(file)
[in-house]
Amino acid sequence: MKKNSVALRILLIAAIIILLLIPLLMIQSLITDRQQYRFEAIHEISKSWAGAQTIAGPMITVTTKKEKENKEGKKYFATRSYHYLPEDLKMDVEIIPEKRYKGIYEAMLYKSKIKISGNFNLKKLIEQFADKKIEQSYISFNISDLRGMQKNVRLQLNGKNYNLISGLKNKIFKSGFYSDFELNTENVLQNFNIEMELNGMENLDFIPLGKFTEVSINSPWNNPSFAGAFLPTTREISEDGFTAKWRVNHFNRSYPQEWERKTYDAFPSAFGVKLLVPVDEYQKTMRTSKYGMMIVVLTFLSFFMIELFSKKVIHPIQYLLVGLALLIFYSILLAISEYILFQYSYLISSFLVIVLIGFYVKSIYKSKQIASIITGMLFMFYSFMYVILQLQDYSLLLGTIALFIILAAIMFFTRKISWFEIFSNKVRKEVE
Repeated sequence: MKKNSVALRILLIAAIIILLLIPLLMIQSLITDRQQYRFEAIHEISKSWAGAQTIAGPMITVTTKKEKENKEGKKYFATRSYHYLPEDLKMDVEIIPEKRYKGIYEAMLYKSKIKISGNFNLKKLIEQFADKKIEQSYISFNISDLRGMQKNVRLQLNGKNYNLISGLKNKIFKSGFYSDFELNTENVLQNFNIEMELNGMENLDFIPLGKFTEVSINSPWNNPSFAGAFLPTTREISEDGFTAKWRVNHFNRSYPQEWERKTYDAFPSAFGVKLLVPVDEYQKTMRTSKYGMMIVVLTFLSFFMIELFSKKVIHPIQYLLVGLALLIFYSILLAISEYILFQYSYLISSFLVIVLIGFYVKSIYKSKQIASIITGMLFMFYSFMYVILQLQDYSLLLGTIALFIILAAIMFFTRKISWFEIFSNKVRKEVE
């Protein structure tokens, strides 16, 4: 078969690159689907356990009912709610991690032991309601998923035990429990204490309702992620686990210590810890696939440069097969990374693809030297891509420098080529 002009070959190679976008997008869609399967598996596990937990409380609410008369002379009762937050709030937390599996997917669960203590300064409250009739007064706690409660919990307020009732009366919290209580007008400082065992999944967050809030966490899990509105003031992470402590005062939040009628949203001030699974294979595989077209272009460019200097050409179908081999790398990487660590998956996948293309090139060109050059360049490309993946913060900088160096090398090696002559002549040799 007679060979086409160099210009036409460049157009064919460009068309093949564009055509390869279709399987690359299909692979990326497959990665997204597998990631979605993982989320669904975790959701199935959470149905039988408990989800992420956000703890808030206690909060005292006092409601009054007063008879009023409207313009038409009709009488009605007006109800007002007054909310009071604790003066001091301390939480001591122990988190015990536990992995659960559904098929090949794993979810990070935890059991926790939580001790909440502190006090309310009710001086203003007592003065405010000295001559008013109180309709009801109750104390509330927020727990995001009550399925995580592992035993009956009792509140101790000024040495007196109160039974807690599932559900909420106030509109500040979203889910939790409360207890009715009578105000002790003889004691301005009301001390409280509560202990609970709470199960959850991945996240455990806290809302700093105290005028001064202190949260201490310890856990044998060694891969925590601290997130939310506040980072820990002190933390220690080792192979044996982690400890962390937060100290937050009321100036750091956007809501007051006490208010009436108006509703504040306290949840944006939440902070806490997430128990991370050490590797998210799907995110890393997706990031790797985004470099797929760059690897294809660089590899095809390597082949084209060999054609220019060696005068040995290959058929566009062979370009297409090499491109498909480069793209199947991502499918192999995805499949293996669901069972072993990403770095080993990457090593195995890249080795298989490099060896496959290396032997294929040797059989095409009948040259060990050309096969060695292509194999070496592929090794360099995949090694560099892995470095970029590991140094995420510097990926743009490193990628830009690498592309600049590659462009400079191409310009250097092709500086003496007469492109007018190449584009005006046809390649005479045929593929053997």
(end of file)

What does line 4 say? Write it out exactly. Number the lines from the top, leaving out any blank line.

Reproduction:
């Protein structure tokens, strides 16, 4: 078969690159689907356990009912709610991690032991309601998923035990429990204490309702992620686990210590810890696939440069097969990374693809030297891509420098080529 002009070959190679976008997008869609399967598996596990937990409380609410008369002379009762937050709030937390599996997917669960203590300064409250009739007064706690409660919990307020009732009366919290209580007008400082065992999944967050809030966490899990509105003031992470402590005062939040009628949203001030699974294979595989077209272009460019200097050409179908081999790398990487660590998956996948293309090139060109050059360049490309993946913060900088160096090398090696002559002549040799 007679060979086409160099210009036409460049157009064919460009068309093949564009055509390869279709399987690359299909692979990326497959990665997204597998990631979605993982989320669904975790959701199935959470149905039988408990989800992420956000703890808030206690909060005292006092409601009054007063008879009023409207313009038409009709009488009605007006109800007002007054909310009071604790003066001091301390939480001591122990988190015990536990992995659960559904098929090949794993979810990070935890059991926790939580001790909440502190006090309310009710001086203003007592003065405010000295001559008013109180309709009801109750104390509330927020727990995001009550399925995580592992035993009956009792509140101790000024040495007196109160039974807690599932559900909420106030509109500040979203889910939790409360207890009715009578105000002790003889004691301005009301001390409280509560202990609970709470199960959850991945996240455990806290809302700093105290005028001064202190949260201490310890856990044998060694891969925590601290997130939310506040980072820990002190933390220690080792192979044996982690400890962390937060100290937050009321100036750091956007809501007051006490208010009436108006509703504040306290949840944006939440902070806490997430128990991370050490590797998210799907995110890393997706990031790797985004470099797929760059690897294809660089590899095809390597082949084209060999054609220019060696005068040995290959058929566009062979370009297409090499491109498909480069793209199947991502499918192999995805499949293996669901069972072993990403770095080993990457090593195995890249080795298989490099060896496959290396032997294929040797059989095409009948040259060990050309096969060695292509194999070496592929090794360099995949090694560099892995470095970029590991140094995420510097990926743009490193990628830009690498592309600049590659462009400079191409310009250097092709500086003496007469492109007018190449584009005006046809390649005479045929593929053997």